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Journée d'Etudes : "Contrôle de langue(s) chez l'apprenant d'une langue étrangère et seconde"

le 18 juin 2014
9h - 16h


Conférenciers invités :

- Joan Carles Mora (Universitat de Barcelona)
- Xavier Aparicio (Université de Picardie Jules Verne, CRP-CPO)



L’étude du contrôle ou non-contrôle de langue(s) chez l’apprenant d’une langue étrangère (LE) ou seconde (L2) suscite diverses questions : comment les connaissances explicites (contrôle) et implicites (automatismes) se développent-elles ? Quand est-ce qu’elles sont activées et utilisées et quel est l’impact de leur développement sur la précision, la fluence et la complexité de l’output. Comment l’apprenant contrôle-t-il son output ? Quelles sont ses stratégies ?

Par ailleurs, des études plus récentes s’intéressent au contrôle de deux ou plusieurs langues chez les bilingues et les plurilingues. Elles démontrent que ces derniers, tout comme les apprenants d’une langue étrangère, utilisent une langue donnée alors que les autres langues restent actives, et peuvent même entrer en compétition (Bialystok et al. 2004 ; Poarch & van Hell 2012 ; Van Hell & Tanner 2012). Ainsi, la gestion simultanée des deux ou plusieurs langues nécessite une capacité de contrôle qui peut efficacement surveiller le déroulement de l’activité langagière dans une langue intentionnellement choisie en évitant d’éventuels conflits avec les autres langues.


Programme de la journée (pdf [PDF - 200 Ko]) :


09h-10h Inhibitory control in L2 phonological processing
Joan Carles MORA (Universitat de Barcelona)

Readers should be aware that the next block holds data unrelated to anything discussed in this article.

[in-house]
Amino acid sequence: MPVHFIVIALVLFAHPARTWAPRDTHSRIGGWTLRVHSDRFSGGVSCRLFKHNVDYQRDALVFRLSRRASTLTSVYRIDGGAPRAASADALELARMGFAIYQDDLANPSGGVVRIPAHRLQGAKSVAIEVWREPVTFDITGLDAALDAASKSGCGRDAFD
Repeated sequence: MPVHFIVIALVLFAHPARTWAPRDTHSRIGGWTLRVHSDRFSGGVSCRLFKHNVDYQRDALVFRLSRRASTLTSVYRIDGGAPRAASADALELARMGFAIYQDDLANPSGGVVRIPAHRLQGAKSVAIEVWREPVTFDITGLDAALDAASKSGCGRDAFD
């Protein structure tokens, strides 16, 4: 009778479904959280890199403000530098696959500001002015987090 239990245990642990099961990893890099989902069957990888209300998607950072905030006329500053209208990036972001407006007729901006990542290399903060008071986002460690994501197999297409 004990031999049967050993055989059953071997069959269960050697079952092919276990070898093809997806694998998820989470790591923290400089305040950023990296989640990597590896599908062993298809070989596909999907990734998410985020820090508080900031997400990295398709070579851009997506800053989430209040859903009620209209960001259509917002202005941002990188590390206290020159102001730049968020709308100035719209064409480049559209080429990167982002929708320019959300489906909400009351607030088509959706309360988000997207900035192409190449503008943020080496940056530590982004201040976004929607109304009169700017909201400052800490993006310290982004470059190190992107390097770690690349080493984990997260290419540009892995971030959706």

10h-10h45 Phonetic convergence in an L2 - automaticity and control
Natalie LEWANDOWSKI & Antje SCHWEITZER (University of Stuttgart, Institute for Natural Language Processing)

10h45-11h Pause

11h-11h45 Automatisms in L2 French written production
Cecilia GUNNARSSON-LARGY (Université de Toulouse 2)

11h45-12h30 Language control in lexical retrieval during L2 German oral production
Angelika KRÖNERT (Université de Toulouse 2)

12h30-13h30 Buffet (D 28)

13h30-14h Control issues in emergent bilinguals: towards a new conception of L2 acquisition processes?
Barbara KÖPKE (Université de Toulouse 2)

14h-15h – session poster

Le contrôle des langues - une étude sur les bilingues à l’aide de la neuro-imagerie
Francesca CORTELAZZO (Université de Toulouse 2)

Un problème d'(auto)imitation : production de logatomes à but de remédiation prosodique/phonétique
Olivier NOCAUDIE (Université de Toulouse 2)

15h-16h00 Multilingualism and cognitive control: the language switching hypothesis
Xavier APARICIO (University of Picardie Jules Verne – CRP-CPO)


Résumés des conférences invités /abstracts of the invited papers:

Inhibitory control in L2 phonological processing (J.C. MORA, Univ. de Barcelona)